EU and UNDP helps the Parliament of Georgia to enhance its research and analytical service
The ongoing work and future plans of the Georgian parliament in reforming its research and analytical service were discussed on 20 December in Georgia.
The discussion was organised by the Parliament of Georgia with assistance from the EU and the United Nations Development Programme (UNDP).
The Parliament of Georgia has been making efforts to reform its research and analytical service since early 2018, aiming to supply MPs with evidence-based information, ensure high-quality research and provide impartial and comprehensive support to law making and government oversight.
In line with the newly adopted Rules of Procedure of the Parliament of Georgia, the reformed research and analytical centre will be registered as a Legal Entity of Public Law, which will make it more flexible in hiring professional researchers and working with donors.
The reform is expected to be completed in spring 2019.
The initiative is part of the ongoing institutional reform of the Georgian parliament supported by the EU and UNDP under their wider programme for stronger parliamentary democracy in Georgia.
Frontline medical workers in Georgia receive protective equipment
On 14 May, the EU and the United Nations Development Programme (UNDP) delivered 7,500 protective face shields to the Emergency Situations Coordination and Urgent Assistance Centre of the Ministry of Internally Displaced Persons from the Occupied Territories, Labour, Health and Social Affairs of Georgia.
Manufactured by a Georgian company with support from the EU and the UNDP, the adjustable and reusable face shields will help ensure that emergency crews in Tbilisi and other regions are able to do their job safely during the COVID-19 pandemic. The face shields are made from recycled plastic bottles.
This assistance is part of a larger programme whose aim is to support healthcare staff, civil servants and other at-risk personnel across Georgia, and provide people with essential healthcare and other services.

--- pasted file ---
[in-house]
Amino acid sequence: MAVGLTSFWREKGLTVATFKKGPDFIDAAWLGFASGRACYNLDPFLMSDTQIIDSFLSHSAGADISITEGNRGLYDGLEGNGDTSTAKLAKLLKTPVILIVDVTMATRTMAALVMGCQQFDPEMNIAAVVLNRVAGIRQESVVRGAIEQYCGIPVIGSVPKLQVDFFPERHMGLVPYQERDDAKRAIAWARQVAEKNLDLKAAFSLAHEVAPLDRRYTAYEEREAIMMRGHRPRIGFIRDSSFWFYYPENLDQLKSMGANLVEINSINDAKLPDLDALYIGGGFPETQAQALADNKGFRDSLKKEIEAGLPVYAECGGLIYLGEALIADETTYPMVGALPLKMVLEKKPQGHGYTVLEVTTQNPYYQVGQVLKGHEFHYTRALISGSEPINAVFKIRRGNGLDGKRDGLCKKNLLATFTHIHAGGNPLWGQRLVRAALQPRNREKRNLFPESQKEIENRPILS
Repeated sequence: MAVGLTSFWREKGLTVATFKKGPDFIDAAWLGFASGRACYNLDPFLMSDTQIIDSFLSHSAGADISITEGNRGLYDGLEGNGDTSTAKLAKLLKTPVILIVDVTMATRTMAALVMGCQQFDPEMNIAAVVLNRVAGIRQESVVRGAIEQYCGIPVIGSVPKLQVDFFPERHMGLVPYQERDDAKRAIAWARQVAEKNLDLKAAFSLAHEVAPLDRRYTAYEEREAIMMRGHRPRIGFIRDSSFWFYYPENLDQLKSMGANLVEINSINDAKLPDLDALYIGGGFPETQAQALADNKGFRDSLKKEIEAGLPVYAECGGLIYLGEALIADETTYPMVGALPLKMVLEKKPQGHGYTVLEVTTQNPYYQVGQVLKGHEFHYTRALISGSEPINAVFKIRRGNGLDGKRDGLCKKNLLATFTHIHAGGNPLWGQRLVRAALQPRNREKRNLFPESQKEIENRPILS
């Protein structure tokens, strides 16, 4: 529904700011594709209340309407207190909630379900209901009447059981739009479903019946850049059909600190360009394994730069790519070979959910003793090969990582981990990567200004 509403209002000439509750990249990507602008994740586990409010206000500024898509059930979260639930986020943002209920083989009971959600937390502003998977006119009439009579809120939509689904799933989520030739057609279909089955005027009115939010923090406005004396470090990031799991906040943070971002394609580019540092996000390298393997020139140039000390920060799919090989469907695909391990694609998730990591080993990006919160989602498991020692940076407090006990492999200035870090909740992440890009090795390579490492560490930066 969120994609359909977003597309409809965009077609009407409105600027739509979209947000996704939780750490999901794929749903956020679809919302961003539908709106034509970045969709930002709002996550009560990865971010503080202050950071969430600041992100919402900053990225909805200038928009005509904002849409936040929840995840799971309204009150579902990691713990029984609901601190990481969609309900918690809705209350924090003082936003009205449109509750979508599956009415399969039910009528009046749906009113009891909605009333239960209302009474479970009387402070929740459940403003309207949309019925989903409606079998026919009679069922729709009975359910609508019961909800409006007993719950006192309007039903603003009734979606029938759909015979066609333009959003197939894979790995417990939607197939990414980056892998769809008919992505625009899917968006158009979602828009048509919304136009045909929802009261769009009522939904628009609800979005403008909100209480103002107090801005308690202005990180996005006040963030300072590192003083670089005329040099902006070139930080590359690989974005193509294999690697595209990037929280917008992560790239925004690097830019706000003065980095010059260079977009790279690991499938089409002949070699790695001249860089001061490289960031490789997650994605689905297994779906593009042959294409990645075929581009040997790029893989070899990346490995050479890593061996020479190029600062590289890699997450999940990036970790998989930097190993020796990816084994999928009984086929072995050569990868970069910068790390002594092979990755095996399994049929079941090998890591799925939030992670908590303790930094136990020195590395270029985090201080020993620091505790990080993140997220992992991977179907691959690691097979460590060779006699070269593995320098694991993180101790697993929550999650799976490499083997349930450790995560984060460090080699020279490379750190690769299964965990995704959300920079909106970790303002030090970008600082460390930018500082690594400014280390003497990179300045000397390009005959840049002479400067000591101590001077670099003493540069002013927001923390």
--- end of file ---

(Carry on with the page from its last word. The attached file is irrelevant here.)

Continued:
UNDP, UK Government train Georgian police in human-centred and disability-sensitive service delivery
UNDP and the Ministry of Internal Affairs of Georgia signed a Memorandum of Understanding that aims to make the Patrol Police Unified Service Center more customer-focused
The United Nations Development Programme (UNDP) and the Ministry of Internal Affairs of Georgia have joined hands to improve capacities and service delivery at the Ministry’s Patrol Police Unified Service Center, formerly known as Room #12.
UNDP Head Louisa Vinton and Deputy Minister of Internal Affairs Kakha Sabanadze signed a Memorandum of Understanding at an online meeting today.
“The Ministry of Internal Affairs is reforming its Unified Service Centre, aiming to provide high-quality one-stop-shop services to the citizens,” Sabanadze said. “Personnel training is a critical part of this reform.”
“Police work is full of stress, especially at a time of crisis like the one we are now facing,” Vinton said. “Our training is designed to equip the Unified Service Center staff with the tools and approaches they need to serve citizens effectively, especially those who are vulnerable or have special needs.”
Launched in 2018, the Unified Service Centre of the Patrol Police provides over 50 services to citizens, most of them associated with driving penalties, suspension of driving licenses, delivery of found number plates and consent to transportation of vehicles transferred to special parking lots. With UNDP support, the Centre staff will be trained in customer relations and communication, anger management and disability-sensitive service delivery.
In addition, UNDP will help the Unified Service Centre introduce a Common Assessment Framework (CAF), a total quality management instrument for the public sector that has been successfully applied by more than 4,500 public agencies in the EU Member States.
The Public Service Hall was the first public institution in Georgia to pilot the Common Assessment Framework (CAF) in 2019. UNDP is supporting the introduction of this successful practice for Georgia’s other public agencies.
UNDP’s assistance to the Ministry of Internal Affairs is part of the USD 6 million (GBP 4.5 million) UK-funded support to the Public Administration Reform in Georgia, covering three major directions of the reform: policy development, civil service reform and public service delivery.